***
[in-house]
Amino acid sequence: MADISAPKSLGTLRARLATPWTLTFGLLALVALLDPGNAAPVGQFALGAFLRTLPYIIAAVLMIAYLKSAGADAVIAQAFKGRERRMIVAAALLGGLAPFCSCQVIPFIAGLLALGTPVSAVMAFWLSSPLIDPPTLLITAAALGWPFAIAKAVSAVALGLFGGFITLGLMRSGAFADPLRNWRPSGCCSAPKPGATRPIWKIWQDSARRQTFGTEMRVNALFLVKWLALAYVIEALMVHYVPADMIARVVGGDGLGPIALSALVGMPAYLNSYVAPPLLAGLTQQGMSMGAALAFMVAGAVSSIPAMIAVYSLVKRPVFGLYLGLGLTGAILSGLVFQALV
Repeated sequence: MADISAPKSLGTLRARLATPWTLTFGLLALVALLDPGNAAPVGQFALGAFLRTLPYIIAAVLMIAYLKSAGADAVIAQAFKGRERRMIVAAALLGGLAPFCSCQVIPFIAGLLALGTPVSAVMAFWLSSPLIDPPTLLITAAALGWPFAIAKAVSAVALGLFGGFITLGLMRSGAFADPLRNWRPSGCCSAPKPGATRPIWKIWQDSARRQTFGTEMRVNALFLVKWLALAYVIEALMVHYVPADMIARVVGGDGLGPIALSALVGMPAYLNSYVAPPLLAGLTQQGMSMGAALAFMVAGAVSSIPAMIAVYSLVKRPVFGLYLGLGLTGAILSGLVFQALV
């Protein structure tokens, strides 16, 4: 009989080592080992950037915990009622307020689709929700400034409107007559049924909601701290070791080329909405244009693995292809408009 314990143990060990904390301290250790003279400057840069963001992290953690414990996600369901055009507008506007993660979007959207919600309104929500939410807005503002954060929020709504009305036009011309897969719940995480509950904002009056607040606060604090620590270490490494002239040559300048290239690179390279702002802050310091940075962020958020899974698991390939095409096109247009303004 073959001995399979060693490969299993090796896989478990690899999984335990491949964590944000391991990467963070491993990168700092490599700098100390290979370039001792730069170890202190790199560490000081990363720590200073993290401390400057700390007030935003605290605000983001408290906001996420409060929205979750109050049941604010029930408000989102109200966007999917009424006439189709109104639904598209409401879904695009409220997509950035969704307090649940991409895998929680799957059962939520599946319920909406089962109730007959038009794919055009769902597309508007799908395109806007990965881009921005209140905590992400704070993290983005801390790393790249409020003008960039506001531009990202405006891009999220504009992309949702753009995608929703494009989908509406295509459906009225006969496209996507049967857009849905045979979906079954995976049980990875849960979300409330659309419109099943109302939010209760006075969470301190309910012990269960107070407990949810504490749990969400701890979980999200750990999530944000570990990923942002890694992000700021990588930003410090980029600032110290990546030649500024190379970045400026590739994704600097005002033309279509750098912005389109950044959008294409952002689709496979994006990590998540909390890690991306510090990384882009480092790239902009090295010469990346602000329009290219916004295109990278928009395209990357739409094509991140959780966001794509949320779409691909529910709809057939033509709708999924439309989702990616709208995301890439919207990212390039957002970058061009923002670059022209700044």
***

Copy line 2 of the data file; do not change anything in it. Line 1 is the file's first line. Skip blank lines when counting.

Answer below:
Amino acid sequence: MADISAPKSLGTLRARLATPWTLTFGLLALVALLDPGNAAPVGQFALGAFLRTLPYIIAAVLMIAYLKSAGADAVIAQAFKGRERRMIVAAALLGGLAPFCSCQVIPFIAGLLALGTPVSAVMAFWLSSPLIDPPTLLITAAALGWPFAIAKAVSAVALGLFGGFITLGLMRSGAFADPLRNWRPSGCCSAPKPGATRPIWKIWQDSARRQTFGTEMRVNALFLVKWLALAYVIEALMVHYVPADMIARVVGGDGLGPIALSALVGMPAYLNSYVAPPLLAGLTQQGMSMGAALAFMVAGAVSSIPAMIAVYSLVKRPVFGLYLGLGLTGAILSGLVFQALV